Changing Newsrooms from the Ground Up and the Top Down

A brief interview with SRCCON:WORK speaker Jessica Morrison

SRCCON:WORK is coming up fast. In the run-up to the event, we’re publishing short interviews with the nine people selected to give talks to frame the participatory sections at the heart of the conference. Here’s our Q&A with Jessica Morrison, project manager at Chemical & Engineering News, who will speak about “bringing change to a legacy newsroom. What do you do when print workflows don’t map to ambitious tech projects and traditional newsroom roles don’t align with growing responsibilities?”

Jessica Morrison on Managing Change

Source: Hi Jessica! Would you introduce yourself to our readers, please?

I’m a project editor (which is essentially a newsroom project manager) for Chemical & Engineering News. This is a job that’s brand new in our newsroom, and I started working in this role in July after being a staff reporter for 3 years. Before that I had bylines in the Chicago Tribune, the Charlotte Observer, and Nature. And before that I got a PhD in geochemistry.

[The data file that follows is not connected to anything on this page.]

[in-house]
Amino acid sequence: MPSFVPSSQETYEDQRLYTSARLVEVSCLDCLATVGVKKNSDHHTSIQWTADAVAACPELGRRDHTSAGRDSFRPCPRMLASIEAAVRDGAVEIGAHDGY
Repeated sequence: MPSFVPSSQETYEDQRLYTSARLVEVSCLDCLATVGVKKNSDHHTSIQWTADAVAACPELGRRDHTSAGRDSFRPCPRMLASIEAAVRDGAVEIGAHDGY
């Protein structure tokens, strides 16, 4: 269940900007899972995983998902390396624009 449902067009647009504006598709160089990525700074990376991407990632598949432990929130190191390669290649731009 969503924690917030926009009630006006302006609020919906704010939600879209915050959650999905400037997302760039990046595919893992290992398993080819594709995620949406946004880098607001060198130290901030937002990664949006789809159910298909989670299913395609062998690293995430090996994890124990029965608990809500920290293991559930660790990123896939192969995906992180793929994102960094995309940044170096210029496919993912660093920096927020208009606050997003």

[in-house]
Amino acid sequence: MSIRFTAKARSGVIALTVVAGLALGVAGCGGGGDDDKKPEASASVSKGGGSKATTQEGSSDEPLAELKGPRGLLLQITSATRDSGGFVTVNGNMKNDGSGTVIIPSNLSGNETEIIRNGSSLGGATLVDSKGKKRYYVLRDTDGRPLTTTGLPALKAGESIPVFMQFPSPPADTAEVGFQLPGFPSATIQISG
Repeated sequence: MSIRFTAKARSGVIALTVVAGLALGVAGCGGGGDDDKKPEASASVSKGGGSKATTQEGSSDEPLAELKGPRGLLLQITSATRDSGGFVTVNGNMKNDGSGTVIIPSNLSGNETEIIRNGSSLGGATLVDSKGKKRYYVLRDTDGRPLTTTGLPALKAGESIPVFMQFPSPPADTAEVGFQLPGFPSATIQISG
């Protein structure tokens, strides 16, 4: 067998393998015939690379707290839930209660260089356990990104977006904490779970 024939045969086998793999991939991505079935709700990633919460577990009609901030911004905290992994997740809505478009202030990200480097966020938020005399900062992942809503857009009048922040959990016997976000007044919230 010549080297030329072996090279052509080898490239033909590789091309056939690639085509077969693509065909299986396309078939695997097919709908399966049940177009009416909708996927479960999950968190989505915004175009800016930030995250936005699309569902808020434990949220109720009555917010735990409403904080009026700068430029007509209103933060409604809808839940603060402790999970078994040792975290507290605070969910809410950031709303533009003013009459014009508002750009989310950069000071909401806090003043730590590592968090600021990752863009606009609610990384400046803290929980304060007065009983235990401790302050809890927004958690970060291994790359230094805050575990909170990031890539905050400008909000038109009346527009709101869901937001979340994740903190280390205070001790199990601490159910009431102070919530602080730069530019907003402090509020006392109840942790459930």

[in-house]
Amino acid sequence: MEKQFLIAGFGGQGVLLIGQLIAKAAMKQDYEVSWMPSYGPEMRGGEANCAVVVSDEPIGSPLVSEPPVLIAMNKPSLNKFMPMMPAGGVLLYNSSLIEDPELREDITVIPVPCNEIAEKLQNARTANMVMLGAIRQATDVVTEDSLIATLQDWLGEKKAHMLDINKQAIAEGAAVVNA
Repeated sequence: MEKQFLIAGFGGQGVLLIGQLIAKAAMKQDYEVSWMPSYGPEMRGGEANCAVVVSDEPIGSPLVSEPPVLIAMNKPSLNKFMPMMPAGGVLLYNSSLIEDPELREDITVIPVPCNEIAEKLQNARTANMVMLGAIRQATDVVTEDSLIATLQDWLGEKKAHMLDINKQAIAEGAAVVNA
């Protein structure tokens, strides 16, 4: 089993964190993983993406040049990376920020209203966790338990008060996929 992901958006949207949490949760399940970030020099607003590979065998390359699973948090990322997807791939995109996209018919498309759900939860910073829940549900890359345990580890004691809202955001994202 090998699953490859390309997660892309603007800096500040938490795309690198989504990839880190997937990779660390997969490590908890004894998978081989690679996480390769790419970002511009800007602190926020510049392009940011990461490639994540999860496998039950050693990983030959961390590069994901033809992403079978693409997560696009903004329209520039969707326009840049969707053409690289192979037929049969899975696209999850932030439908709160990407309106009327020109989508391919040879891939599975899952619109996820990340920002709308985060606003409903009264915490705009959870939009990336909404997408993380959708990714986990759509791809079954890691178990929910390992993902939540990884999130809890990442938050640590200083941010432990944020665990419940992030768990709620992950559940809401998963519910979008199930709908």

I pitched a session for SRCCON:WORK about the struggles that come with working in a legacy newsroom that has modern ambitions. This is something that I’ve seen first-hand—first as a reporter who wanted to produce data interactives, and now as a project editor who coordinates both internal and audience-facing projects.

Source: Is it possible to change a newsroom’s culture from the bottom up? If yes, how? Or if not, how can observant and beleaguered underlings help make substantive change?

You can have small wins from the bottom up, but buy-in from the top is crucial. Even with buy-in, it can be extremely challenging to change culture. Journalists tend to be independent, skeptical people (and they should be!). But that means working as part of a team might not come naturally—especially if poorly managed efforts have failed in the past. Cultivating trust is important, setting clear expectations is important, being generous with credit is important, managing change is important.

Source: What do you wish you could dig into in your talk, but won’t have the time to discuss?

I wish I could talk about how I structure my email, my to do list (on paper), and my notes to keep it all together when the newsroom is swirling around me. See me after class if you want the deets.



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